‘Millennials’: Be Careful How We Use This Label

18 Dec 2017

Linguist Ben Zimmer speaks on the origin and usageof the term ‘Millennials’.

With crippling student debt and their love for avocado toast, some crotchety rich people think millennials are ruining everything.But are millennials deserving of the bad rap they get?

Zimmer:The Wall Street Journal issued a new note on its style blog earlier this week, suggesting the publication not write about millennials with such disdain.

What we usually mean saying ‘millennials’ is young people, so we should just say thatwithout any negative terms.

Zimmer:Agree. Many of the habits and attributes of millennials are common for people in their 20s.With its countless definitions and interpretations, the term has been ruffling feathers since it was first coined in 1991.

The “millennial generation” is generally used to refer to people born between 1980 and 2000. Is it a newly born word?

Zimmer: Oh, no. The word ‘millennial’ is old. In English, it goes back to the 17th century but back then, it meant something quite different. “Millennial” comes from a root referring to “1000 years” — that’s the Latin root — but back in the 17th century, if you used that word, you were talking about this idea that comes from the Book of Revelation, that there would be a second coming of Jesus Christ.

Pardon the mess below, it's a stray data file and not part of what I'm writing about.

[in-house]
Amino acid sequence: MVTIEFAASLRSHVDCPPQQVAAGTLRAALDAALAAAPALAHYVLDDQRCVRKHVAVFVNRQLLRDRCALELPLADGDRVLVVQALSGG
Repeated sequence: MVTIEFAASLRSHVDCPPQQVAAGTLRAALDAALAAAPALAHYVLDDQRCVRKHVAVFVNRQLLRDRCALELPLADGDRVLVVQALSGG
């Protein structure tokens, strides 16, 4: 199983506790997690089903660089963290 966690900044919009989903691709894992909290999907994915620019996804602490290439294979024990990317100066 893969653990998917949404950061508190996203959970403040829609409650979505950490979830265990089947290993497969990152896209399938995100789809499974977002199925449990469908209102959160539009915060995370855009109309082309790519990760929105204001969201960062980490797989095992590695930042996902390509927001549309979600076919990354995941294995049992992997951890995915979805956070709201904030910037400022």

It was only in the 1980s, 1990s that the word ‘millennial’ started to be used to refer to the coming of the third millennium.

The word ‘millennials’ is somehow connected with the two demographers William Strauss and Neil Howe, isn’t it?

Zimmer: Yes, that’s it. They published a book in 1991 called Generations. And at the time, this new generation was just starting preschool, but Strauss and Howe decided that they should be called millennials, because they would be coming of age in the new millennium.

There are a lot of these generational labels. How can the term “millennials” be comparedwith them?

Zimmer: You see, the terms can start off pretty neutral but then they can get some pejorative connotations associated with them. We’ve seen this with Baby Boomers and Generation X, which I would be a member of — the idea that there was this new generation of disaffected youth, very often being called slackers and so forth.

What can you say on The Wall Street Journal’s newest note in its style book?

Zimmer: I think The Wall Street Journal, like other media outlets, has probably gone overboard in pinning various social ills on millennials. It’s become almost a cliché now, headlines that say: “Millennials are killing the travel industry,” “millennials are killing marmalade.”

Millennials may seem to be the scapegoat for everything these days.

Zimmer: Unfortunately, it looks like that. I think we should be careful in how we use these labels because they tend to lend themselves to easy stereotypes. Generalizations that really don’t tell you much about the people in those generations, but might actually reveal more about the writer who is slinging these labels around.

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